What it feels like when your last child is starting school

Amanda Blair tells The Weekly what it's like when your last child starts their first day of school
Starting school

I started crying in early December. Beginning as a single tear, it quickly turned into deep sobs.

Sobs that left me gasping for breath and looking for a quiet corner to hide in. Sobs usually reserved for a tragedy.

Yet this was no tragedy – quite the opposite. Everybody was joyous, excited and eager, except for me.

I didn’t think I’d be one of “those women”. Previously I’d scoffed at “those women” presuming they didn’t have enough going on in their lives. I’d made the assumption they were deeply unhappy with their lot and that this teeny weeny event was the catalyst for all their angst to come spilling out.

Yet now I know that none of this is true. I’ve been upset for weeks and I’m not unhappy about anything (except war, famine, homelessness, my fat thighs and Firass Dirani’s seeming disinterest in having sex with me)

Moreover, this event isn’t teeny weeny at all. I take it all back. It’s enormous, horrifying and catastrophic, and I’m not sure I’m ever going to get past the pain of my last child starting school.

This never happened with the other three. I was so desperate for them to start I didn’t even stop the Tarago on their first days; I just opened the convenient side door and threw them out with a kiss and a Vegemite sandwich.

I was so keen for them to put down the poster paints and pick up the phonics that I even tried to enrol one of them a term early by claiming they were “gifted”.

And yes he is – with a mother who can argue very convincingly – but his gifts didn’t show up in the Mensa test.

Yet my little girl, she’s different. She’s my baby. She’s the last one. Since the day she was born, she’s watched her siblings pack their lunches and carry their bags to this magical place called school. Off they’ve gone, one by one, three little ducks going out each day, over the hills and not so far away. It’s her turn now and she’s so ready to go – but I’m not ready to let her.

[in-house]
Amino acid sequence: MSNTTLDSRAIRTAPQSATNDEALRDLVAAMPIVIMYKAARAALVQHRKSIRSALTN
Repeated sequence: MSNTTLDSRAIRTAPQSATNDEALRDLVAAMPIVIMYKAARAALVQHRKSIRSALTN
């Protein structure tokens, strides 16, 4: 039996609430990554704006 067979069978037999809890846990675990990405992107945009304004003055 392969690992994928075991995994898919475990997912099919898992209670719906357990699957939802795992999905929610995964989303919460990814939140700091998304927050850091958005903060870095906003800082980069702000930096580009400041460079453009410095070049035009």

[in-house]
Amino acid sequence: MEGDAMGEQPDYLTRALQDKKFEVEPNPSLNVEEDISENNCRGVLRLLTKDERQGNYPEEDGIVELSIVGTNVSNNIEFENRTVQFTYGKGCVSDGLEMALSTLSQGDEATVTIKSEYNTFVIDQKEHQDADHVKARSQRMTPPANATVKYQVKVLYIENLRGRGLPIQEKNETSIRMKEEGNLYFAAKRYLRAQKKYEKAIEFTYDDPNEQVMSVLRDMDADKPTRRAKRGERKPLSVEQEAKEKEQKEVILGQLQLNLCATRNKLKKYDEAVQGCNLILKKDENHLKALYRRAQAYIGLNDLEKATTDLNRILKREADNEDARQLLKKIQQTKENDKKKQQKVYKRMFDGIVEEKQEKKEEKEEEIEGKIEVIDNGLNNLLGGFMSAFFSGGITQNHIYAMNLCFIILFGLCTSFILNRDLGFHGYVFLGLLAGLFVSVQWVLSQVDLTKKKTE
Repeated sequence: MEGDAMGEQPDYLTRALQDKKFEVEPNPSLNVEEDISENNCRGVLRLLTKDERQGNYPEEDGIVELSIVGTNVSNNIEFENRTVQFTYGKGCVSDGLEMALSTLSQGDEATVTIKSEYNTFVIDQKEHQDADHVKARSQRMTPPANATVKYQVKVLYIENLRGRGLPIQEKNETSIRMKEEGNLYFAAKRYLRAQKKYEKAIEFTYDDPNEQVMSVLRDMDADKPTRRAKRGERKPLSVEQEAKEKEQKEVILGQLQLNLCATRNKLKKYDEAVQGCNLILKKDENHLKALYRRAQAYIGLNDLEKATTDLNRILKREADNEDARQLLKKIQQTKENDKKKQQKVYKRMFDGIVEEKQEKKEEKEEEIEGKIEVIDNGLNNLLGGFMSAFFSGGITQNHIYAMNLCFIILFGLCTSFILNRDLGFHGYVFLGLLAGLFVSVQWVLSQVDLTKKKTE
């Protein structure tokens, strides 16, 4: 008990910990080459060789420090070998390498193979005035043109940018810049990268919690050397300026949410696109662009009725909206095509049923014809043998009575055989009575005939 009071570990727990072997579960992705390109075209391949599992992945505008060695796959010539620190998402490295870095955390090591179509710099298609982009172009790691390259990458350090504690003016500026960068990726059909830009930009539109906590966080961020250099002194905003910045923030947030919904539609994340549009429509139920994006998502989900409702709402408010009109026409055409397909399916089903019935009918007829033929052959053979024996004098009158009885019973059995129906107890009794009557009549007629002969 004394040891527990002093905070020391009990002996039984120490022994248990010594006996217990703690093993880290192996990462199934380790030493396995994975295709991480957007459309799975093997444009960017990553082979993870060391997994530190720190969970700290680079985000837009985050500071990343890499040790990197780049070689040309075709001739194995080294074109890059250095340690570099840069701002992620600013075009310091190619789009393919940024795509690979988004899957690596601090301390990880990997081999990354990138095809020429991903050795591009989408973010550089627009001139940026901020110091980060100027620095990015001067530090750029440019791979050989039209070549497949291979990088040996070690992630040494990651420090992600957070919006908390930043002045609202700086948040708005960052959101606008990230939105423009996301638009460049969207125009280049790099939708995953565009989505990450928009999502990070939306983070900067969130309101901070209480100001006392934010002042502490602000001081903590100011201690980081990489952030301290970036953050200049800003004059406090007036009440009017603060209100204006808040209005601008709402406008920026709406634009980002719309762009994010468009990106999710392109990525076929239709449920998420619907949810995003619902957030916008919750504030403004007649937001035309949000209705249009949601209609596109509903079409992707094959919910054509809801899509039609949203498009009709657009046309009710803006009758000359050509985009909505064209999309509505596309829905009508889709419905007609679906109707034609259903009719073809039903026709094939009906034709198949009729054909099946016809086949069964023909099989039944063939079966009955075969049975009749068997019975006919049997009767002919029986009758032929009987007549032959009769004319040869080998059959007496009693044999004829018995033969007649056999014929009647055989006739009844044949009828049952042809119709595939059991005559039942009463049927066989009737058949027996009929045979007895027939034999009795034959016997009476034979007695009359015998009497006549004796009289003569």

For it heralds the end of a big chapter in my parenting life. One that was often annoying with its gifts of half-day pick-ups, head lice notifications and scorn when (again) I was the only parent to forget fruit for the kindergarten shared plate lunch.

Yet mostly it was really sweet, as were they when showing me they could write their names for the first time. Or when they read me their first few learned words and almost burst with pride. Sweetest of all was the look of excitement at 3.15 pick-up when I knew that, even though they were having a ripper time at kinder, I was still their number one piece of play equipment.

Yet that will change now. I’m cutting the last umbilical cord and she’s off. Quickly, she’ll move on and create a new world. One filled with friendships experiences and adventures and none of them arranged by me, unlike all those play-dates.

She’ll live in a world where I’m on the guest list but not on her A-list. She’ll need me, but not necessarily want me, particularly through the teenage years when everything I do, even how I breathe, will be embarrassing. And that’s okay – I have to let go.

I’ve done a good job nurturing this feisty, funny, confident five-and-a-half-year-old, who stands in her uniform, the hem of which I’ve taken up by 12cm, assuring me her new school bag isn’t too heavy, even though it’s more than half her size.

I offer to carry it for her. “No Mum, I’ll be okay. I’m a big girl now.”

I know, sweetie, but that’s the problem.

You’re a big girl and I’m crying like a baby.

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